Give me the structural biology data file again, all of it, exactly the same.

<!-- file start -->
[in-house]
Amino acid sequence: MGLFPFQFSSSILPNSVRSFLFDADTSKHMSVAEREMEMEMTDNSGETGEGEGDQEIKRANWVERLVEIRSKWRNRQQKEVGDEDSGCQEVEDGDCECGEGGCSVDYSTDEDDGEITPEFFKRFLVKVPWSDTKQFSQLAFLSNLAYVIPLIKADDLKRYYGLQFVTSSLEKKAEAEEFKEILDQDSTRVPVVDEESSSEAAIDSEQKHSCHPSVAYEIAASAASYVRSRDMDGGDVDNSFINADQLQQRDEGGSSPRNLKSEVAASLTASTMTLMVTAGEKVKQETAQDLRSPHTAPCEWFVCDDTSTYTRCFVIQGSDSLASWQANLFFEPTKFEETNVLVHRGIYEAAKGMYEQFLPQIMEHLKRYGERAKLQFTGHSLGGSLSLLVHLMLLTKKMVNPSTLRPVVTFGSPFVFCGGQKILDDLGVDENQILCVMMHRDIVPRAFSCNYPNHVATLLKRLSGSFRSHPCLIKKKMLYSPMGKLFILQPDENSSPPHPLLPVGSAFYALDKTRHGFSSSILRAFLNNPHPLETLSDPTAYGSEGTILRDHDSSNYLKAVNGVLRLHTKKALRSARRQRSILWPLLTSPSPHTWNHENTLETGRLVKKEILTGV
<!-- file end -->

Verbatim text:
[in-house]
Amino acid sequence: MGLFPFQFSSSILPNSVRSFLFDADTSKHMSVAEREMEMEMTDNSGETGEGEGDQEIKRANWVERLVEIRSKWRNRQQKEVGDEDSGCQEVEDGDCECGEGGCSVDYSTDEDDGEITPEFFKRFLVKVPWSDTKQFSQLAFLSNLAYVIPLIKADDLKRYYGLQFVTSSLEKKAEAEEFKEILDQDSTRVPVVDEESSSEAAIDSEQKHSCHPSVAYEIAASAASYVRSRDMDGGDVDNSFINADQLQQRDEGGSSPRNLKSEVAASLTASTMTLMVTAGEKVKQETAQDLRSPHTAPCEWFVCDDTSTYTRCFVIQGSDSLASWQANLFFEPTKFEETNVLVHRGIYEAAKGMYEQFLPQIMEHLKRYGERAKLQFTGHSLGGSLSLLVHLMLLTKKMVNPSTLRPVVTFGSPFVFCGGQKILDDLGVDENQILCVMMHRDIVPRAFSCNYPNHVATLLKRLSGSFRSHPCLIKKKMLYSPMGKLFILQPDENSSPPHPLLPVGSAFYALDKTRHGFSSSILRAFLNNPHPLETLSDPTAYGSEGTILRDHDSSNYLKAVNGVLRLHTKKALRSARRQRSILWPLLTSPSPHTWNHENTLETGRLVKKEILTGV